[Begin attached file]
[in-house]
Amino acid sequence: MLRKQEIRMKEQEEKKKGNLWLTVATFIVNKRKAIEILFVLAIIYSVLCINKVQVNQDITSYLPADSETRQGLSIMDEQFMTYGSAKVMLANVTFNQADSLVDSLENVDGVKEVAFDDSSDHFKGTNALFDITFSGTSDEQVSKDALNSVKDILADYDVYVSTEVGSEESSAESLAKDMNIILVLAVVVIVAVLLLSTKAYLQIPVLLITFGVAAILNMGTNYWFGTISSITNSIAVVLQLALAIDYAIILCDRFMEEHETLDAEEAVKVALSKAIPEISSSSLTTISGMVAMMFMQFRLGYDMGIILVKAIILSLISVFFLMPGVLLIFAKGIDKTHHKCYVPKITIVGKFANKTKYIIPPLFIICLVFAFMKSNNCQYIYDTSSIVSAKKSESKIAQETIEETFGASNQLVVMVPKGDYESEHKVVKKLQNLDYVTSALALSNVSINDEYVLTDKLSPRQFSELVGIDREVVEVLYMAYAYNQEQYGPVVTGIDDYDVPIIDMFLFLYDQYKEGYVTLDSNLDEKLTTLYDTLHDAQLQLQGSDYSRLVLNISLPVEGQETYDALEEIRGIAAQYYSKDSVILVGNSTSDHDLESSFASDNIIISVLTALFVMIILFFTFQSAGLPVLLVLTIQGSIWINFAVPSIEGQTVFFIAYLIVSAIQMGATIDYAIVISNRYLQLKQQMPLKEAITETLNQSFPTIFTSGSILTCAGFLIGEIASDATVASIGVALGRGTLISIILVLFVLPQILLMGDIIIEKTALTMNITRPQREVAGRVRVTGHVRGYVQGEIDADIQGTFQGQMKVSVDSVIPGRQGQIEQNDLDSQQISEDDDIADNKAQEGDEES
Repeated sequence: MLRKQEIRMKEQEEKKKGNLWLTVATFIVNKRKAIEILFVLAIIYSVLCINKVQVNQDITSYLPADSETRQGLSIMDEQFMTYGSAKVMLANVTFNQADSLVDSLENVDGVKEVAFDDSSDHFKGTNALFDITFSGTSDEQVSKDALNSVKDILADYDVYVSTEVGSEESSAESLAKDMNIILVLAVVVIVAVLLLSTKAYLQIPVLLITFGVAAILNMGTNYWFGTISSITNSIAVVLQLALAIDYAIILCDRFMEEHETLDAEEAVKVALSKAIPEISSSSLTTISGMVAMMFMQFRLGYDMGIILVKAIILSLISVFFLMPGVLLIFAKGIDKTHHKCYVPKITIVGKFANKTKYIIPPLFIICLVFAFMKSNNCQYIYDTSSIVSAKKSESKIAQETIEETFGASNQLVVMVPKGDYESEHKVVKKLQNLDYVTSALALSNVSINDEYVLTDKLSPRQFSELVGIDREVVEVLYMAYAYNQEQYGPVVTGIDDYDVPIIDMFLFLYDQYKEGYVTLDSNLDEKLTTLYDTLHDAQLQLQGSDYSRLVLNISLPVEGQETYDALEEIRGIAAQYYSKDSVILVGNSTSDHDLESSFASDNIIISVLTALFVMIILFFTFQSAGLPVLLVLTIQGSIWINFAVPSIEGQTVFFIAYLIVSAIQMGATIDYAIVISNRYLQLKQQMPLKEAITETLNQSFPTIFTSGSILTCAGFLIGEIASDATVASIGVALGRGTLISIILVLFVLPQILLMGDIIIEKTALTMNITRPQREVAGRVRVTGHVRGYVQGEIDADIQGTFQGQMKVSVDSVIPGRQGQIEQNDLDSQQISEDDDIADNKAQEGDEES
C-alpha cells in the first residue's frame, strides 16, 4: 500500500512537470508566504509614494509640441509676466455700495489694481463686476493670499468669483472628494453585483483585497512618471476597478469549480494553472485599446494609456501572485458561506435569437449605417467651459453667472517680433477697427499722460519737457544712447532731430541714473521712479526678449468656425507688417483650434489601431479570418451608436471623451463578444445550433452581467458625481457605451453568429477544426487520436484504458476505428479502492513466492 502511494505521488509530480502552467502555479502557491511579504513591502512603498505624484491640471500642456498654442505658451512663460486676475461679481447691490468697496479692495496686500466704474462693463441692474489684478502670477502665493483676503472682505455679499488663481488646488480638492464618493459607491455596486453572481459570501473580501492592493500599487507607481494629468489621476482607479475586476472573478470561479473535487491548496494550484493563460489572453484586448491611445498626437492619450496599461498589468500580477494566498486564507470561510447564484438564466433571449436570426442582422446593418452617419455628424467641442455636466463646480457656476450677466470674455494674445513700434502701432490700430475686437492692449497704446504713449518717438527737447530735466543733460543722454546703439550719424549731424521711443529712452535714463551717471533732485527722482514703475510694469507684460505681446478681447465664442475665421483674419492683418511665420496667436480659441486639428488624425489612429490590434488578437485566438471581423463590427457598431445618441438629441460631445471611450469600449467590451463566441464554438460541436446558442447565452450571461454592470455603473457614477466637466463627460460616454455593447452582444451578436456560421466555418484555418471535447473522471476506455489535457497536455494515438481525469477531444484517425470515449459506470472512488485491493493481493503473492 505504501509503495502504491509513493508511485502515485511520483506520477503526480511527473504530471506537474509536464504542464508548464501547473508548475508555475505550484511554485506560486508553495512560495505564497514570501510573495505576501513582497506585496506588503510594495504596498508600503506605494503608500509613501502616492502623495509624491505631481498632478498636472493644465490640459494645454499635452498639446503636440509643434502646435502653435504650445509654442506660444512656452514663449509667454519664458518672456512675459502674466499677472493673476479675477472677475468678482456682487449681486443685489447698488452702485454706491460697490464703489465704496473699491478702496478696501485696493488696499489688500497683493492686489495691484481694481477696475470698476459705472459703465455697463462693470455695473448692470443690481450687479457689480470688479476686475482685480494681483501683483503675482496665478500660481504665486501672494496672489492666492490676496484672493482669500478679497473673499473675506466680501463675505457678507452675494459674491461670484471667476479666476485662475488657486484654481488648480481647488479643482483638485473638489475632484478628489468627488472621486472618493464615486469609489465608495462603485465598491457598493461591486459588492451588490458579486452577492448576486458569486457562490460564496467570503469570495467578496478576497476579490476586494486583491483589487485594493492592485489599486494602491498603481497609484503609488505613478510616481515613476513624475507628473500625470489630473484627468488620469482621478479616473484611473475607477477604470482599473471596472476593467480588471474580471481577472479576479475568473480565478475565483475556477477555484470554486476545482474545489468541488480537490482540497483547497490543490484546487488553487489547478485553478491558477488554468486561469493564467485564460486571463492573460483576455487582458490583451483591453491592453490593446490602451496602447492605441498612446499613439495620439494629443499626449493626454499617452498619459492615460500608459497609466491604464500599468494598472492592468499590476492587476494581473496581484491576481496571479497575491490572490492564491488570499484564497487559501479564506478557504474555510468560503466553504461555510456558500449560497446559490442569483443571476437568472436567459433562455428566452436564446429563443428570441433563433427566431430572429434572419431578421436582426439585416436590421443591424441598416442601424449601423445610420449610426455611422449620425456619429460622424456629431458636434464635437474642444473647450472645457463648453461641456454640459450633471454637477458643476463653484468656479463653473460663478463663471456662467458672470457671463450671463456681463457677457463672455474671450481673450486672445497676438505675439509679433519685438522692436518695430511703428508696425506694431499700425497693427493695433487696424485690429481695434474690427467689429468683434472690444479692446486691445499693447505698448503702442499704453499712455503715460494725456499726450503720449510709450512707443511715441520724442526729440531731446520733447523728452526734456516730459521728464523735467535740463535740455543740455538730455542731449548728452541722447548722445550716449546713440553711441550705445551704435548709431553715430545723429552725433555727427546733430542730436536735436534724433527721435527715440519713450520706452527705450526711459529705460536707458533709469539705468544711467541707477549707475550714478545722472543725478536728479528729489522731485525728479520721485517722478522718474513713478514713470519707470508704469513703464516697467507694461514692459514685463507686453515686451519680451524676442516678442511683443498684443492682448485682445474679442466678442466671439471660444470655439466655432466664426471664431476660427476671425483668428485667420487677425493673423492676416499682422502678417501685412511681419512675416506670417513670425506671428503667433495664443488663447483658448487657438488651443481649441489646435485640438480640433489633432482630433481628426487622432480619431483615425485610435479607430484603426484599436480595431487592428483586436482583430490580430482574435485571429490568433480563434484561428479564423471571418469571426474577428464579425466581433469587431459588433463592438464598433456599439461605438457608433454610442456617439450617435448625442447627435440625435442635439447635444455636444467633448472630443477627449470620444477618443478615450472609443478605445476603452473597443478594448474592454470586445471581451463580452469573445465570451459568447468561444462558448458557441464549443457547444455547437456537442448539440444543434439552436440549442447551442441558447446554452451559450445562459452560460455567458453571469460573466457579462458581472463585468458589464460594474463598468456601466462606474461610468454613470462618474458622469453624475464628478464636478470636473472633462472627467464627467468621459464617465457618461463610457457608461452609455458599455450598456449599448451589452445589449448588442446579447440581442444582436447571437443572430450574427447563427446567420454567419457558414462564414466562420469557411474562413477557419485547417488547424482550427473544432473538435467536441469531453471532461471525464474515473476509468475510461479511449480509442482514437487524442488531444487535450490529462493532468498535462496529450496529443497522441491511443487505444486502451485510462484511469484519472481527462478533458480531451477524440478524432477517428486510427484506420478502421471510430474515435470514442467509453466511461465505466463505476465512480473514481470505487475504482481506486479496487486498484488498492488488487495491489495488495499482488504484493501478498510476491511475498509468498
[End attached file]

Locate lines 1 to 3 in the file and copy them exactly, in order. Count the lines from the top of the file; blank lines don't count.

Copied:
[in-house]
Amino acid sequence: MLRKQEIRMKEQEEKKKGNLWLTVATFIVNKRKAIEILFVLAIIYSVLCINKVQVNQDITSYLPADSETRQGLSIMDEQFMTYGSAKVMLANVTFNQADSLVDSLENVDGVKEVAFDDSSDHFKGTNALFDITFSGTSDEQVSKDALNSVKDILADYDVYVSTEVGSEESSAESLAKDMNIILVLAVVVIVAVLLLSTKAYLQIPVLLITFGVAAILNMGTNYWFGTISSITNSIAVVLQLALAIDYAIILCDRFMEEHETLDAEEAVKVALSKAIPEISSSSLTTISGMVAMMFMQFRLGYDMGIILVKAIILSLISVFFLMPGVLLIFAKGIDKTHHKCYVPKITIVGKFANKTKYIIPPLFIICLVFAFMKSNNCQYIYDTSSIVSAKKSESKIAQETIEETFGASNQLVVMVPKGDYESEHKVVKKLQNLDYVTSALALSNVSINDEYVLTDKLSPRQFSELVGIDREVVEVLYMAYAYNQEQYGPVVTGIDDYDVPIIDMFLFLYDQYKEGYVTLDSNLDEKLTTLYDTLHDAQLQLQGSDYSRLVLNISLPVEGQETYDALEEIRGIAAQYYSKDSVILVGNSTSDHDLESSFASDNIIISVLTALFVMIILFFTFQSAGLPVLLVLTIQGSIWINFAVPSIEGQTVFFIAYLIVSAIQMGATIDYAIVISNRYLQLKQQMPLKEAITETLNQSFPTIFTSGSILTCAGFLIGEIASDATVASIGVALGRGTLISIILVLFVLPQILLMGDIIIEKTALTMNITRPQREVAGRVRVTGHVRGYVQGEIDADIQGTFQGQMKVSVDSVIPGRQGQIEQNDLDSQQISEDDDIADNKAQEGDEES
Repeated sequence: MLRKQEIRMKEQEEKKKGNLWLTVATFIVNKRKAIEILFVLAIIYSVLCINKVQVNQDITSYLPADSETRQGLSIMDEQFMTYGSAKVMLANVTFNQADSLVDSLENVDGVKEVAFDDSSDHFKGTNALFDITFSGTSDEQVSKDALNSVKDILADYDVYVSTEVGSEESSAESLAKDMNIILVLAVVVIVAVLLLSTKAYLQIPVLLITFGVAAILNMGTNYWFGTISSITNSIAVVLQLALAIDYAIILCDRFMEEHETLDAEEAVKVALSKAIPEISSSSLTTISGMVAMMFMQFRLGYDMGIILVKAIILSLISVFFLMPGVLLIFAKGIDKTHHKCYVPKITIVGKFANKTKYIIPPLFIICLVFAFMKSNNCQYIYDTSSIVSAKKSESKIAQETIEETFGASNQLVVMVPKGDYESEHKVVKKLQNLDYVTSALALSNVSINDEYVLTDKLSPRQFSELVGIDREVVEVLYMAYAYNQEQYGPVVTGIDDYDVPIIDMFLFLYDQYKEGYVTLDSNLDEKLTTLYDTLHDAQLQLQGSDYSRLVLNISLPVEGQETYDALEEIRGIAAQYYSKDSVILVGNSTSDHDLESSFASDNIIISVLTALFVMIILFFTFQSAGLPVLLVLTIQGSIWINFAVPSIEGQTVFFIAYLIVSAIQMGATIDYAIVISNRYLQLKQQMPLKEAITETLNQSFPTIFTSGSILTCAGFLIGEIASDATVASIGVALGRGTLISIILVLFVLPQILLMGDIIIEKTALTMNITRPQREVAGRVRVTGHVRGYVQGEIDADIQGTFQGQMKVSVDSVIPGRQGQIEQNDLDSQQISEDDDIADNKAQEGDEES